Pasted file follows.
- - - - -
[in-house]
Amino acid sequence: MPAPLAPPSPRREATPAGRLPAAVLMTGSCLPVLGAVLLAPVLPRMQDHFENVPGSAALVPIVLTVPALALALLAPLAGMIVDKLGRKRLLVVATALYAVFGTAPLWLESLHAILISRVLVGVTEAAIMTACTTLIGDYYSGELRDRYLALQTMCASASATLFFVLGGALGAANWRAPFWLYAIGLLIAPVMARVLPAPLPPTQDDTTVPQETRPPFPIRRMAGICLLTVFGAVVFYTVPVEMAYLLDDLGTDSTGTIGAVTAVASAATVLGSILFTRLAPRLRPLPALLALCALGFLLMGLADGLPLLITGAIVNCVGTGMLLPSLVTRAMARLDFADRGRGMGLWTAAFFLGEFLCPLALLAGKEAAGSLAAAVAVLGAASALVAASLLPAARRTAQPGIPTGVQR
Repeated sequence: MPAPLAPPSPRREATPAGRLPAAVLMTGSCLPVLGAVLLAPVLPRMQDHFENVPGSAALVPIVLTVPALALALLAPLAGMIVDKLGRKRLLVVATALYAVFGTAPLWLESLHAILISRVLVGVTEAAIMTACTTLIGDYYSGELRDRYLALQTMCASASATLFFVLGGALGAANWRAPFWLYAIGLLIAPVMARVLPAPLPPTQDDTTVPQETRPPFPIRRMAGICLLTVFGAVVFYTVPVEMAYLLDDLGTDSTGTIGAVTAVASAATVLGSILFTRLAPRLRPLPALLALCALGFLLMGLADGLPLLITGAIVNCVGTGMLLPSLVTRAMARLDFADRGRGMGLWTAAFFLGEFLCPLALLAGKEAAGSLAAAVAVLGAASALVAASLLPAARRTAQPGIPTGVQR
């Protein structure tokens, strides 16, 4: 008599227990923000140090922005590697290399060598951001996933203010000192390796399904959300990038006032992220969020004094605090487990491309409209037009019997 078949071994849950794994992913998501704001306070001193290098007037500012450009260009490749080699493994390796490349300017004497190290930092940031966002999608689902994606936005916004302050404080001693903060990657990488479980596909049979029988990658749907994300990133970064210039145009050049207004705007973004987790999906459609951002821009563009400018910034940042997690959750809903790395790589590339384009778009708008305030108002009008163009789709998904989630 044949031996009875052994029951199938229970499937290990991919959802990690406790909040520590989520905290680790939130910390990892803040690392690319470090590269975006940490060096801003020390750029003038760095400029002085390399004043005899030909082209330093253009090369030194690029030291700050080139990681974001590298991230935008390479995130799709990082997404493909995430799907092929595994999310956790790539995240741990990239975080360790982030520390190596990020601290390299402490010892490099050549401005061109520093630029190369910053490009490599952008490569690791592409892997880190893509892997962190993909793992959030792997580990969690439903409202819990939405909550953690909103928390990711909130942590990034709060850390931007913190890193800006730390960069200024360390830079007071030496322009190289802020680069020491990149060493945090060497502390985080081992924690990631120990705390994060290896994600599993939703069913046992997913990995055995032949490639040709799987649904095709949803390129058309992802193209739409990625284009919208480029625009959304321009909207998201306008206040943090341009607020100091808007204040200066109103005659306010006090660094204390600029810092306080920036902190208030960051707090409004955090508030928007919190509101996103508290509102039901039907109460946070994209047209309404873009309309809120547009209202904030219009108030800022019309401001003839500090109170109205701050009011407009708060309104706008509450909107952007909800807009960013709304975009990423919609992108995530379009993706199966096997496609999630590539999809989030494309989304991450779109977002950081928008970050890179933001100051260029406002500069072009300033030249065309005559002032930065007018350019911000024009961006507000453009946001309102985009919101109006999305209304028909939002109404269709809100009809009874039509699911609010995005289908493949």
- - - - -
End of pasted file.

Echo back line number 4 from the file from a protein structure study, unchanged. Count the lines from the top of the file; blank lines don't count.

């Protein structure tokens, strides 16, 4: 008599227990923000140090922005590697290399060598951001996933203010000192390796399904959300990038006032992220969020004094605090487990491309409209037009019997 078949071994849950794994992913998501704001306070001193290098007037500012450009260009490749080699493994390796490349300017004497190290930092940031966002999608689902994606936005916004302050404080001693903060990657990488479980596909049979029988990658749907994300990133970064210039145009050049207004705007973004987790999906459609951002821009563009400018910034940042997690959750809903790395790589590339384009778009708008305030108002009008163009789709998904989630 044949031996009875052994029951199938229970499937290990991919959802990690406790909040520590989520905290680790939130910390990892803040690392690319470090590269975006940490060096801003020390750029003038760095400029002085390399004043005899030909082209330093253009090369030194690029030291700050080139990681974001590298991230935008390479995130799709990082997404493909995430799907092929595994999310956790790539995240741990990239975080360790982030520390190596990020601290390299402490010892490099050549401005061109520093630029190369910053490009490599952008490569690791592409892997880190893509892997962190993909793992959030792997580990969690439903409202819990939405909550953690909103928390990711909130942590990034709060850390931007913190890193800006730390960069200024360390830079007071030496322009190289802020680069020491990149060493945090060497502390985080081992924690990631120990705390994060290896994600599993939703069913046992997913990995055995032949490639040709799987649904095709949803390129058309992802193209739409990625284009919208480029625009959304321009909207998201306008206040943090341009607020100091808007204040200066109103005659306010006090660094204390600029810092306080920036902190208030960051707090409004955090508030928007919190509101996103508290509102039901039907109460946070994209047209309404873009309309809120547009209202904030219009108030800022019309401001003839500090109170109205701050009011407009708060309104706008509450909107952007909800807009960013709304975009990423919609992108995530379009993706199966096997496609999630590539999809989030494309989304991450779109977002950081928008970050890179933001100051260029406002500069072009300033030249065309005559002032930065007018350019911000024009961006507000453009946001309102985009919101109006999305209304028909939002109404269709809100009809009874039509699911609010995005289908493949």